“We needed to put ourselves in the customer’s shoes and at the same time balance their needs with what we could effectively deliver to the market. We are in this business for the long run and as a result our focus had to be on creating value and not only competing on price,” Louisa Loran recalls.
“Change takes time, especially after we added the Transport & Logistics scope on top of the original segmentation. However, we are creating something that could change the game of logistics, and I’m confident that this will make a big change in terms of our customer satisfaction within the next couple of years,” she adds.
Asking thousands of customers
Today, Maersk Line has 70,000 customers. In addition, Damco has several thousand customers and together, the two businesses have just shy of one million customer contacts. All of these have different needs. The essential question that employees and executives from across Maersk Line found themselves asking was whether it would be possible to identify groups of customers, i.e. segments, with similar needs? And, if the answer was “yes”, how many segments would be manageable for the organisation and still make sense to the customers?
“We carried out a very inclusive process across the business, leveraging both data and experience; asking how we could match certain customer needs and what that was worth. We also looked at a lot of data covering small and big customers, profit and volumes, contract length, different commodities, customer ownership structures, their organisational setup, the value of reliability and many other variables,” Louisa Loran explains.
“We also need to address customers that are not particularly loyal to us and don’t expect us to be loyal to them either,” says Louisa Loran. “We’ll meet them on a case-by-case basis when the product and price is right. We will focus on making ourselves available to them through the channels they use so that they can make a fast choice. And these customers are just as good and appreciated as customers from other segments. It’s the needs that are different, and this approach is just looking at it from their perspective.”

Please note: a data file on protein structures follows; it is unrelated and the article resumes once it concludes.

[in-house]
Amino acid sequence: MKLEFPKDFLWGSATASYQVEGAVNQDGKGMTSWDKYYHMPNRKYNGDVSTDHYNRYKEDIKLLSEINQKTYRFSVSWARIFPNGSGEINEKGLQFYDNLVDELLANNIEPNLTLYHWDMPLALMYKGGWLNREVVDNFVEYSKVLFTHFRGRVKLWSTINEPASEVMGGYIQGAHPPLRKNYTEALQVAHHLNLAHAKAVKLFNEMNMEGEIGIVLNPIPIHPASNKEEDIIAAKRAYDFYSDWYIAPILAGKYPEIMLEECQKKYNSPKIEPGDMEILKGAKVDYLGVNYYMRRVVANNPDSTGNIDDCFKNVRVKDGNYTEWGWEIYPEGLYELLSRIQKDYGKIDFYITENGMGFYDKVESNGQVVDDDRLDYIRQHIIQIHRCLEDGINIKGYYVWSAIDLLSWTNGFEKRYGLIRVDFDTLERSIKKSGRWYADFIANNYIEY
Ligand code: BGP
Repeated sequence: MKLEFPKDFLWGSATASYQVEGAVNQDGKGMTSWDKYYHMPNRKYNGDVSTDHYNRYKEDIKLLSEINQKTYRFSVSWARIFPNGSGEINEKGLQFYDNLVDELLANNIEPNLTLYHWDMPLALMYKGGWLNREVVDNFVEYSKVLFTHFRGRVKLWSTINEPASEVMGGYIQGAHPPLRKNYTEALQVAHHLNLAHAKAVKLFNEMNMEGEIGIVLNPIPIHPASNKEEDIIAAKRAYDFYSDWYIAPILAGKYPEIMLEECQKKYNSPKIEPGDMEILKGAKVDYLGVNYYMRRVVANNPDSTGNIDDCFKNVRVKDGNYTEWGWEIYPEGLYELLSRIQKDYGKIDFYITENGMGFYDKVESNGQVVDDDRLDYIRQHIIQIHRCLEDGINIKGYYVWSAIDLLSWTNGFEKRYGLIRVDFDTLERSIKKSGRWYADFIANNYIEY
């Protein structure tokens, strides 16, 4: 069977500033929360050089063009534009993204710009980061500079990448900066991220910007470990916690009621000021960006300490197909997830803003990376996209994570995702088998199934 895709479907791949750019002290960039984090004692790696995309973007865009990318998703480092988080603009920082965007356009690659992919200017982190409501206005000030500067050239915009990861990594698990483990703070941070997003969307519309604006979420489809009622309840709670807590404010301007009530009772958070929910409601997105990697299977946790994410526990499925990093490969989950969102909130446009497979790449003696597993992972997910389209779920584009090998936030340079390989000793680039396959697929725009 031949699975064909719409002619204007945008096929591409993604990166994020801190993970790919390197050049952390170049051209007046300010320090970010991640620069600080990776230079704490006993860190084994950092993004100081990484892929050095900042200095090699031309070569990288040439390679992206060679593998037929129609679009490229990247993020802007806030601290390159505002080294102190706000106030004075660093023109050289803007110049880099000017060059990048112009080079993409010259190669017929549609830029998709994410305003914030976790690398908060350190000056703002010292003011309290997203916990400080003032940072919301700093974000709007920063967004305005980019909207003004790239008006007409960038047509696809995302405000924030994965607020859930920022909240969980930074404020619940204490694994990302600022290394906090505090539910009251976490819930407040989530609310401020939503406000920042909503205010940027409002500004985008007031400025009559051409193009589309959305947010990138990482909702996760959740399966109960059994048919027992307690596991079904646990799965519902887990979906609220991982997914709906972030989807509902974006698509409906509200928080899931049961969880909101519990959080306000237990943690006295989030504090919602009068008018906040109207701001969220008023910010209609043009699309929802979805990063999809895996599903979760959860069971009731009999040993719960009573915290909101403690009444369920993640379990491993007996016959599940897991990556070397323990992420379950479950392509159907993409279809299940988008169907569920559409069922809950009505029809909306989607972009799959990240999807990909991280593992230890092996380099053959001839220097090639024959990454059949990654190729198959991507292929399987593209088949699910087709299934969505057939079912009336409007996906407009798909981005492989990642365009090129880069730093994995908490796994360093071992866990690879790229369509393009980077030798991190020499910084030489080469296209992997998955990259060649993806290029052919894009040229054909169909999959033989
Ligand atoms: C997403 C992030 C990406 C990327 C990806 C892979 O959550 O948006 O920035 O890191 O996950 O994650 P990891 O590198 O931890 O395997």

The segmentation approach as such has not been communicated to customers, who can instead expect to see a gradual change over the coming years as the specific value propositions, relevant to their segments, are developed and rolled out.
Customers can focus on growth
According to Louisa Loran, this is what makes the vision to simplify and connect the customers’ supply chains by becoming the integrator of container logistics “so powerful”. At the same time, transforming itself to win in the future is both a huge opportunity and a challenge for the Transport & Logistics division.
“We can sometimes look at ourselves and say it’s complicated, which it certainly is, but if we don’t do anything, then we are just pushing the job over to our customers. Many of them spend a lot of money on entire departments that are engaged in compensating for the inefficiency in logistics,” she says and reinforces the customer perspective:
“It is clear that our customers hope we will remove some of the inefficiencies in the industry so that they can focus on their own growth.”